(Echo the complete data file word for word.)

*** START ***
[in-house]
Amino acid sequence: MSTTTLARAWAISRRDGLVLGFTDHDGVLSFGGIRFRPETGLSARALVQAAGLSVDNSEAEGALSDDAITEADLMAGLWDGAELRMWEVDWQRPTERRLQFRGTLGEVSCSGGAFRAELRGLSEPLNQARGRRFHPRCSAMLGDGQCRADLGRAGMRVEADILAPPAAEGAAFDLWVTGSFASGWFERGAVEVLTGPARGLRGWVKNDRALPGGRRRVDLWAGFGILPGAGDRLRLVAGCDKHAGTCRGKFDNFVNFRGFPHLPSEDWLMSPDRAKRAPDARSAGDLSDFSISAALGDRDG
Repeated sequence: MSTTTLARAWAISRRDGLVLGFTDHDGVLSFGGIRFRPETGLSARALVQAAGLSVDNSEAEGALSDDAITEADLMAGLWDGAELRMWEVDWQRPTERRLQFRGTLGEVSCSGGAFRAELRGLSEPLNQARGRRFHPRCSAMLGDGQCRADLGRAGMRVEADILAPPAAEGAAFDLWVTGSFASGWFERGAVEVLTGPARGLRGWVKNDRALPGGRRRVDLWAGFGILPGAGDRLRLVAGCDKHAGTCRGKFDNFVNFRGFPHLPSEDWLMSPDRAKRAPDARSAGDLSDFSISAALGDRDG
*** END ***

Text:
[in-house]
Amino acid sequence: MSTTTLARAWAISRRDGLVLGFTDHDGVLSFGGIRFRPETGLSARALVQAAGLSVDNSEAEGALSDDAITEADLMAGLWDGAELRMWEVDWQRPTERRLQFRGTLGEVSCSGGAFRAELRGLSEPLNQARGRRFHPRCSAMLGDGQCRADLGRAGMRVEADILAPPAAEGAAFDLWVTGSFASGWFERGAVEVLTGPARGLRGWVKNDRALPGGRRRVDLWAGFGILPGAGDRLRLVAGCDKHAGTCRGKFDNFVNFRGFPHLPSEDWLMSPDRAKRAPDARSAGDLSDFSISAALGDRDG
Repeated sequence: MSTTTLARAWAISRRDGLVLGFTDHDGVLSFGGIRFRPETGLSARALVQAAGLSVDNSEAEGALSDDAITEADLMAGLWDGAELRMWEVDWQRPTERRLQFRGTLGEVSCSGGAFRAELRGLSEPLNQARGRRFHPRCSAMLGDGQCRADLGRAGMRVEADILAPPAAEGAAFDLWVTGSFASGWFERGAVEVLTGPARGLRGWVKNDRALPGGRRRVDLWAGFGILPGAGDRLRLVAGCDKHAGTCRGKFDNFVNFRGFPHLPSEDWLMSPDRAKRAPDARSAGDLSDFSISAALGDRDG